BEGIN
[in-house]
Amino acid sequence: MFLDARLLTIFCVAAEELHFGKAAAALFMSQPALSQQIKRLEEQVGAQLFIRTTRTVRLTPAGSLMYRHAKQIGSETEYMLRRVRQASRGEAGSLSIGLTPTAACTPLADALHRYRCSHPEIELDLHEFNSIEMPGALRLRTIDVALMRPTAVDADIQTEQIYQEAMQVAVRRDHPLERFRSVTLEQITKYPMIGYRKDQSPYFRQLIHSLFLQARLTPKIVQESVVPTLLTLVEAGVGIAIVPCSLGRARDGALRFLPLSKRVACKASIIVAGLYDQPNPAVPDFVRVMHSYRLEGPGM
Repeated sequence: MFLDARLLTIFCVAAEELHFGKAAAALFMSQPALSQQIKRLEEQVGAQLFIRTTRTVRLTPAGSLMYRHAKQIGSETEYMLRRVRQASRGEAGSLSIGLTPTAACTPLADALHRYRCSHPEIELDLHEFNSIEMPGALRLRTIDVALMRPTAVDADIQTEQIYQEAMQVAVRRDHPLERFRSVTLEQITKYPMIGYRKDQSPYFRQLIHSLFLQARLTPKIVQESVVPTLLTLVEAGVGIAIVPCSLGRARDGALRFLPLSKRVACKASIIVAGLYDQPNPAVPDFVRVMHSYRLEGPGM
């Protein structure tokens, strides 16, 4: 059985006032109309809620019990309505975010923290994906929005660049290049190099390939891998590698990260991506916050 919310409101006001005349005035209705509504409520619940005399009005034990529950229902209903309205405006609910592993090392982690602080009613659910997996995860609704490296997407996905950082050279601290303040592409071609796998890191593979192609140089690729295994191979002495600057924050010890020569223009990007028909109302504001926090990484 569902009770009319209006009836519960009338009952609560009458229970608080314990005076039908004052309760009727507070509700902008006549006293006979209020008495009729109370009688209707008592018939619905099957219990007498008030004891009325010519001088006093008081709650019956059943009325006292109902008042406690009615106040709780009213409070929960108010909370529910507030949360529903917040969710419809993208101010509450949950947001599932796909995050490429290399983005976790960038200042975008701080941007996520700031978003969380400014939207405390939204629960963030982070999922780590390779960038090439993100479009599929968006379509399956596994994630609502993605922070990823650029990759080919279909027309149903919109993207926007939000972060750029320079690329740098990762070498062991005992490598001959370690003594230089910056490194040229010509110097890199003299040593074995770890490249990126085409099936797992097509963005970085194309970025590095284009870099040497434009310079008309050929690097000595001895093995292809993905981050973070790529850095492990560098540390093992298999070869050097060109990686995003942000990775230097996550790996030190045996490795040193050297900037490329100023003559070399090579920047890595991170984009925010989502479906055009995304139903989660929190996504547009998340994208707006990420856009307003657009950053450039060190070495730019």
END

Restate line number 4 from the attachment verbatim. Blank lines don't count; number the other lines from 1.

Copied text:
């Protein structure tokens, strides 16, 4: 059985006032109309809620019990309505975010923290994906929005660049290049190099390939891998590698990260991506916050 919310409101006001005349005035209705509504409520619940005399009005034990529950229902209903309205405006609910592993090392982690602080009613659910997996995860609704490296997407996905950082050279601290303040592409071609796998890191593979192609140089690729295994191979002495600057924050010890020569223009990007028909109302504001926090990484 569902009770009319209006009836519960009338009952609560009458229970608080314990005076039908004052309760009727507070509700902008006549006293006979209020008495009729109370009688209707008592018939619905099957219990007498008030004891009325010519001088006093008081709650019956059943009325006292109902008042406690009615106040709780009213409070929960108010909370529910507030949360529903917040969710419809993208101010509450949950947001599932796909995050490429290399983005976790960038200042975008701080941007996520700031978003969380400014939207405390939204629960963030982070999922780590390779960038090439993100479009599929968006379509399956596994994630609502993605922070990823650029990759080919279909027309149903919109993207926007939000972060750029320079690329740098990762070498062991005992490598001959370690003594230089910056490194040229010509110097890199003299040593074995770890490249990126085409099936797992097509963005970085194309970025590095284009870099040497434009310079008309050929690097000595001895093995292809993905981050973070790529850095492990560098540390093992298999070869050097060109990686995003942000990775230097996550790996030190045996490795040193050297900037490329100023003559070399090579920047890595991170984009925010989502479906055009995304139903989660929190996504547009998340994208707006990420856009307003657009950053450039060190070495730019």